Mr. Speaker, I am more than pleased that the rules and procedures governing the House did not allow the member to introduce any more amendments than he has already introduced. He virtually guts the bill with the motions that were allowed. I would not want for a second to see how many more amendments he would like to bring to the House.
The point here is that the member does not agree with land claims, aboriginal rights or indigenous rights whatsoever. He wants to gut this treaty absolutely. It is not about making improvements to the bill at all. That is the essence of the motions and the amendments that are before the House.
When it comes to law-making power, this is consistent with the Constitution. This is not the first agreement where a first nation or a land claim organization can have certain law-making powers. It has happened with other modern day treaties. These things are negotiated and they are consistent with the Constitution.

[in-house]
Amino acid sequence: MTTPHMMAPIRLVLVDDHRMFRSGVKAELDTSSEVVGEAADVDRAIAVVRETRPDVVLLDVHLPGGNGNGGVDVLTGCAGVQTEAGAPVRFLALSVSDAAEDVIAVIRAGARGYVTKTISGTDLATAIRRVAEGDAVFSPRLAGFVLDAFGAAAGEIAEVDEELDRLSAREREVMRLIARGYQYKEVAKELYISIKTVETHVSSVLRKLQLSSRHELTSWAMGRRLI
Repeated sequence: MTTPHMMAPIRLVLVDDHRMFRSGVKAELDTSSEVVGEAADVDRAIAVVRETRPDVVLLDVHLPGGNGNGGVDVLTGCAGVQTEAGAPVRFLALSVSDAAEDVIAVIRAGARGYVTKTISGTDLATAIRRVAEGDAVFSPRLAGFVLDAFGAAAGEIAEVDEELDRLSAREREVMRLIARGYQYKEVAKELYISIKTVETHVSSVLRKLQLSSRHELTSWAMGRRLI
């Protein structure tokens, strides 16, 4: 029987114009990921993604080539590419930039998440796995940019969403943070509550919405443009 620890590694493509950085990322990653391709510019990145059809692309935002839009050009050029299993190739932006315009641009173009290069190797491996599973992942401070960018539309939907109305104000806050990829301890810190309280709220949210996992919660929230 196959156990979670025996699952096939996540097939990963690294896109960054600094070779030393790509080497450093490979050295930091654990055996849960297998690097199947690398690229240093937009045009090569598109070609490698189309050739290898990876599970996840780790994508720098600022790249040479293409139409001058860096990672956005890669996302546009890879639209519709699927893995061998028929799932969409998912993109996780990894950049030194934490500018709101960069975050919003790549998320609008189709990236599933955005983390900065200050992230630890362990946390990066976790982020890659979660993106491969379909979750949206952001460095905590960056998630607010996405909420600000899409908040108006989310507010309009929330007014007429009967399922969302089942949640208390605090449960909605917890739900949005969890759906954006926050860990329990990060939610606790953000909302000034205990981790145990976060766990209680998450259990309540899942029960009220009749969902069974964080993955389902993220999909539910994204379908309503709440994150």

The member also talks about the fact that there are 500 acres. This is a postage stamp when it comes to the traditional territory of the Tsawwassen people and their historic and current land use. The member makes this out to be something of a gift to the Tsawwassen people. They have already had their lands encroached upon, resources taken away and the ability to make their own laws.
The member's amendments do not hold water and we should all reject them.